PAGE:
Who’s watching, anyway? TV faces a ratings crisis

TV’s ratings system is under siege and no one knows what’s popular. That may be bad news for viewers and writers alike.
L-R: Billie Lourd, Emma Roberts, Lea Michele and Abigail Breslin in the "Black Friday" episode of SCREAM QUEENS on Tuesday, Dec. 1 on FOX. (FOX/Getty Images)
Billie Lourd, Emma Roberts, Lea Michele and Abigail Breslin in the "Black Friday" episode of Scream Queens. (FOX/Getty Images)
Billie Lourd, Emma Roberts, Lea Michele and Abigail Breslin in the “Black Friday” episode of Scream Queens. (FOX/Getty Images)

“There’s a crisis of measurement” in the television business, consumer researcher Bill Livek warned The Wrap last year. Nobody knows what shows are popular anymore, and increasingly, networks don’t even care to help us guess: near the end of 2015, the Fox network announced that it would stop reporting how many people watched a show on the night it aired. We can still judge the popularity of a movie by its opening weekend grosses, but in a world of time-shifted viewing and subscription services, the TV business is actively trying not to tell us how popular its products are.

The No. 1 enemy of the ratings system is the rise of Netflix, which refuses to report any viewership numbers at all. “Netflix is doing everything in their power to keep people from figuring how how many people are watching them,” says Jason Lynch, a TV writer for Adweek. It goes so far as removing digital watermarks, “to mask how much the content is being watched.”

But the decline of ratings also can be seen on ad-supported TV. Rick Porter, editor of the ratings site TV By the Numbers, says Fox “wants to start changing the way people think about ratings and acknowledge that a significant portion of viewing comes after a show’s initial air date.” CBS president Leslie Moonves recently declared: “Overnight ratings mean nothing.”

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Not only are networks slower to report ratings, but Porter says there’s “more cost-benefit analysis going on that lets underperforming shows stay on longer in some cases.” Even two years ago, a show with overnights as poor as Fox’s Scream Queens would have been pulled after the first few weeks. Today, advertisers can buy time based on secret measurements of how many people actually watch the commercials, and low-rated shows can be saved through international sales. How many people watch a show may be irrelevant to how profitable it is.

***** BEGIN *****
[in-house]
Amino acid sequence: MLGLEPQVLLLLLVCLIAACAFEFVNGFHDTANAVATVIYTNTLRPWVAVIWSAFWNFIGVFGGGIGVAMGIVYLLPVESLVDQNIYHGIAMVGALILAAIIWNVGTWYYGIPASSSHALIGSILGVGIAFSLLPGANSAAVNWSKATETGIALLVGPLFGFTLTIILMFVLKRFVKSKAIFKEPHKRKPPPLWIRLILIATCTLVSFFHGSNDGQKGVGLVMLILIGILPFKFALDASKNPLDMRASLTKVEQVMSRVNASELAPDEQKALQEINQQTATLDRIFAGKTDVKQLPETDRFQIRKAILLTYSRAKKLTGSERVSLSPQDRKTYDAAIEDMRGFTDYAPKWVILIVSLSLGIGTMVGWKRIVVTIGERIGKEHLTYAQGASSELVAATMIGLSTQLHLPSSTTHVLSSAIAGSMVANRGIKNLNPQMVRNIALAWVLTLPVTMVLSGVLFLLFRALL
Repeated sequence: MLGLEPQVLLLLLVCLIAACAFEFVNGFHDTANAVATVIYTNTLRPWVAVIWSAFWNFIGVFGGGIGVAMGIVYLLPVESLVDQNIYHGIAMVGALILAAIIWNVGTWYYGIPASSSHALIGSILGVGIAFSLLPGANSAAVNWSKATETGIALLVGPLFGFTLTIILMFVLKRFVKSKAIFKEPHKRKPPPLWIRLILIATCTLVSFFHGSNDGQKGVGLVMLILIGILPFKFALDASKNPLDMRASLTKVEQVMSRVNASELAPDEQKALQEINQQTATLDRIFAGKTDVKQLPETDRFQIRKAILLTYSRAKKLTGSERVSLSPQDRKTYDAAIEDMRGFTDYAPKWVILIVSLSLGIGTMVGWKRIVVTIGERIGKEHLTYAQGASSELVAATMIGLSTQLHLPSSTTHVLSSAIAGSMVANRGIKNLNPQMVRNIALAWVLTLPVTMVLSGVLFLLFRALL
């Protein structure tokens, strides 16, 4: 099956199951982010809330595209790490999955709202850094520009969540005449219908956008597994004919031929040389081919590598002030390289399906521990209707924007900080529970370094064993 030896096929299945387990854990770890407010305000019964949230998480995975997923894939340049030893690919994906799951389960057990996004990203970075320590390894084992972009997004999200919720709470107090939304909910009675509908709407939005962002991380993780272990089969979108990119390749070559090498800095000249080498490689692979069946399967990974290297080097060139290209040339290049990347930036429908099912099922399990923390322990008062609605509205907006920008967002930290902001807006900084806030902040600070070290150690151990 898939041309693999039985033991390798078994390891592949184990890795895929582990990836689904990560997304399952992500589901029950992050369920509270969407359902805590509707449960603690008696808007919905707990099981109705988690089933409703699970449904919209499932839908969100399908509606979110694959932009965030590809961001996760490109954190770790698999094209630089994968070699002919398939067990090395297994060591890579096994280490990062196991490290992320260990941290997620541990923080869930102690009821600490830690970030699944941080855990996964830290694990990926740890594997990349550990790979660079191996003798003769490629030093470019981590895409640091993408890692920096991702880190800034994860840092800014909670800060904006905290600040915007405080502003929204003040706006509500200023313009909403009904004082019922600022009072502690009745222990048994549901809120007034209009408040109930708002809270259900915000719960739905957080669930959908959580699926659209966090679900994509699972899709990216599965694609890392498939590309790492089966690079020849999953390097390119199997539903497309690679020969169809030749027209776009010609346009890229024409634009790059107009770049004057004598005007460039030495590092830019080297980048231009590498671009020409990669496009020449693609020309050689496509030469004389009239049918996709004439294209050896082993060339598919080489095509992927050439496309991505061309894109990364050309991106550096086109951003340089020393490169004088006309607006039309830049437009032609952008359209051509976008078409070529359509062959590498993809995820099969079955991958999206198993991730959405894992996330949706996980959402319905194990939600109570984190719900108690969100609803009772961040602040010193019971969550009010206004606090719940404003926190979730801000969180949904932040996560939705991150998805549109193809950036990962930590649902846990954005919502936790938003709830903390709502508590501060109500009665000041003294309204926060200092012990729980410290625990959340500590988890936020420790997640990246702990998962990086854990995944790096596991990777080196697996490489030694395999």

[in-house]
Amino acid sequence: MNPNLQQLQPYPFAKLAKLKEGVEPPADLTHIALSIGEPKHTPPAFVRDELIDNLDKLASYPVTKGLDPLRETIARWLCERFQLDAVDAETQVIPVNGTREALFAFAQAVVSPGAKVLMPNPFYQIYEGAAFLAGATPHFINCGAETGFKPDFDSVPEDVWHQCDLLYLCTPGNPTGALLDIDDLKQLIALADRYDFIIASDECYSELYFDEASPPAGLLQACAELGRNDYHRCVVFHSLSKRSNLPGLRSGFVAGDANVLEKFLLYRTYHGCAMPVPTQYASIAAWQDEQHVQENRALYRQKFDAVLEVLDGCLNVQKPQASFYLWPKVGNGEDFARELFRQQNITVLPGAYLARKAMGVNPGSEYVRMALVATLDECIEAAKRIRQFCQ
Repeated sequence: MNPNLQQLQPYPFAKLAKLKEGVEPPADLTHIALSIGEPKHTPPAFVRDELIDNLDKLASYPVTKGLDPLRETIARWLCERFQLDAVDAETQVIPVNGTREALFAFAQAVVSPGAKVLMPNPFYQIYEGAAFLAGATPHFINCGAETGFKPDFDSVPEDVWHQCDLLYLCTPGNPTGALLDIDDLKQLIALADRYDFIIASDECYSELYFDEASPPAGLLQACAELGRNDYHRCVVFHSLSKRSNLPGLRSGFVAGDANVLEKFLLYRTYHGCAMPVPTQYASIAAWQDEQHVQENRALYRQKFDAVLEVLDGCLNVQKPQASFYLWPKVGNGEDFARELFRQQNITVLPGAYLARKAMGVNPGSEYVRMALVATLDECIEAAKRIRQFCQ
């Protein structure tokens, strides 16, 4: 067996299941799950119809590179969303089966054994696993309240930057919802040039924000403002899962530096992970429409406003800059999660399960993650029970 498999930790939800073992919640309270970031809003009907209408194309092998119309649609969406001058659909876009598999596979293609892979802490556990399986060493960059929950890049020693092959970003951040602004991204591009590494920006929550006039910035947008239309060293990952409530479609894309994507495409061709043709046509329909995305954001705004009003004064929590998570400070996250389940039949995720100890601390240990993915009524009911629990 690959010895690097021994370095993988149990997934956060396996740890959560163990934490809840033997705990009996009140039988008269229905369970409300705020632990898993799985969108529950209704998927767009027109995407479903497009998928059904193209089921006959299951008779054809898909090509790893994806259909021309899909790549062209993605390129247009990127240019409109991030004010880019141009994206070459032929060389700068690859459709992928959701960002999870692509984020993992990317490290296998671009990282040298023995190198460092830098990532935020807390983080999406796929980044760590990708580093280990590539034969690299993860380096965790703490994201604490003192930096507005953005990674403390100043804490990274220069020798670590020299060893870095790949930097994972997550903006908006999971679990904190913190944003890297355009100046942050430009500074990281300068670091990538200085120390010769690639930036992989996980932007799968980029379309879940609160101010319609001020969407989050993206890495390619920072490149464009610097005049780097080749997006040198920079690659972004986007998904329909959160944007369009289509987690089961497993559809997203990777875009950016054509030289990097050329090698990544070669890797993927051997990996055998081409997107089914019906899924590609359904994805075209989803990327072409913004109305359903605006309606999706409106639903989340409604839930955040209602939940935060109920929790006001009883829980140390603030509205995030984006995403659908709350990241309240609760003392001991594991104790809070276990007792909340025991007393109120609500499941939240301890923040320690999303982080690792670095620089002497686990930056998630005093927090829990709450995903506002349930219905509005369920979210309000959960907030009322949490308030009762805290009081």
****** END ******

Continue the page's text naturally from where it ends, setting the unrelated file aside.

All this means more freedom for TV writers, who don’t have to worry about how many people watched a particular episode at a particular time. The dominance of the Nielsen ratings system meant that shows had to be constantly retooled to get the numbers up: a show like How I Met Your Mother only avoided cancellation by bringing on Britney Spears as a stunt guest star. Shows today can play the long game and go where the creator wants them to go.

But the decreased emphasis on ratings could reduce the audience’s power to decide what shows get made. When overnight ratings mattered more, shows stayed on despite poor reviews: it didn’t matter that critics didn’t like The Beverly Hillbillies, because it was the most popular show in the world. As ratings decline, a show’s “buzz” becomes more important. Lynch says that journalists increasingly “say, ‘well, everybody is talking about this show.’ ” That can lead to an over-emphasis on shows that are discussed on Twitter or other social media platforms. Movie audiences, who pay directly for their products, can vote for what they want to see; TV audiences may increasingly have to accept what the gatekeepers want them to see.

While Netflix’s producers may enjoy their newfound freedom from the pressures of the ratings system, it also means they could be at a disadvantage in negotiations with the company. Lynch explains that in the world of streaming, “for the people who are actually making the shows, it’s frustrating because they don’t know what their actual worth is.” When it’s time to renegotiate contracts, “Netflix seems to have all the leverage, because nobody really knows how important one show is relative to another.”

Still, there’s one thing that might save ratings: networks feel compelled to report them when they look good. Even Fox has been putting out press releases showing that Scream Queens doesn’t look so unpopular when you factor in delayed viewing. Lynch points out that HBO didn’t report ratings for a while, “and then The Sopranos was a big hit, so they wanted to have those numbers out there.” Porter thinks “there’s just not any real upside for the streaming services to release their viewing data.” But if they have a hit that’s massive enough, they just might not be able to resist.